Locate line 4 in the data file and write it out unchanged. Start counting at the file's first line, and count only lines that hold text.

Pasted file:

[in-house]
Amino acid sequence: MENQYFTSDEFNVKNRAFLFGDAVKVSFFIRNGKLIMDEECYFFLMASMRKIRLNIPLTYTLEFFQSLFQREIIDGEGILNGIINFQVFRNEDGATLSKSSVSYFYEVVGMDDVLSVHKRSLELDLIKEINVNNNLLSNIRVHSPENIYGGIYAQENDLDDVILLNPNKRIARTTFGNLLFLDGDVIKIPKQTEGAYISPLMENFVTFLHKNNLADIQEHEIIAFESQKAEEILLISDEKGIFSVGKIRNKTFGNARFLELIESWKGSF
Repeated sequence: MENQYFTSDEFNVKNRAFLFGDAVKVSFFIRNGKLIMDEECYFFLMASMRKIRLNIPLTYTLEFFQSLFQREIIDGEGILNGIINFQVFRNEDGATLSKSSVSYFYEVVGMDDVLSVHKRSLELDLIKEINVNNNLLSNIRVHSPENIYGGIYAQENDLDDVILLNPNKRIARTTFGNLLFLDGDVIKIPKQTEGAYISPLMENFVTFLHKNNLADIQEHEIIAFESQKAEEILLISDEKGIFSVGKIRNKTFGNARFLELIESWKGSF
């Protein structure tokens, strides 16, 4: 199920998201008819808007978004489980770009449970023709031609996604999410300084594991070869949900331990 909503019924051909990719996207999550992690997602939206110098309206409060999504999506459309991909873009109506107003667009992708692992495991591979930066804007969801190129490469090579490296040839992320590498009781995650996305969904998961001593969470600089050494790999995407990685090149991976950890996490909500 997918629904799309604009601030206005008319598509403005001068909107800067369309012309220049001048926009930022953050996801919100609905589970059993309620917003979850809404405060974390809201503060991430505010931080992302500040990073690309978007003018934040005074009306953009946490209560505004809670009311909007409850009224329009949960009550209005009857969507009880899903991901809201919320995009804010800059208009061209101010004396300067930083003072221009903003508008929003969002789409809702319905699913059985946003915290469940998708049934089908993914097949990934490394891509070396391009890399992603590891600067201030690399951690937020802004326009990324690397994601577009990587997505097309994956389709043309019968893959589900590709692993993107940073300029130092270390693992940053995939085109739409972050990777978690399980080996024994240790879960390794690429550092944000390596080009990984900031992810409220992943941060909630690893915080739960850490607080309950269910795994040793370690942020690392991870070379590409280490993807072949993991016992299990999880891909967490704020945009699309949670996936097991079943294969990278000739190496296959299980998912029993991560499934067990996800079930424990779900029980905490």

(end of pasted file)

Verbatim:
């Protein structure tokens, strides 16, 4: 199920998201008819808007978004489980770009449970023709031609996604999410300084594991070869949900331990 909503019924051909990719996207999550992690997602939206110098309206409060999504999506459309991909873009109506107003667009992708692992495991591979930066804007969801190129490469090579490296040839992320590498009781995650996305969904998961001593969470600089050494790999995407990685090149991976950890996490909500 997918629904799309604009601030206005008319598509403005001068909107800067369309012309220049001048926009930022953050996801919100609905589970059993309620917003979850809404405060974390809201503060991430505010931080992302500040990073690309978007003018934040005074009306953009946490209560505004809670009311909007409850009224329009949960009550209005009857969507009880899903991901809201919320995009804010800059208009061209101010004396300067930083003072221009903003508008929003969002789409809702319905699913059985946003915290469940998708049934089908993914097949990934490394891509070396391009890399992603590891600067201030690399951690937020802004326009990324690397994601577009990587997505097309994956389709043309019968893959589900590709692993993107940073300029130092270390693992940053995939085109739409972050990777978690399980080996024994240790879960390794690429550092944000390596080009990984900031992810409220992943941060909630690893915080739960850490607080309950269910795994040793370690942020690392991870070379590409280490993807072949993991016992299990999880891909967490704020945009699309949670996936097991079943294969990278000739190496296959299980998912029993991560499934067990996800079930424990779900029980905490």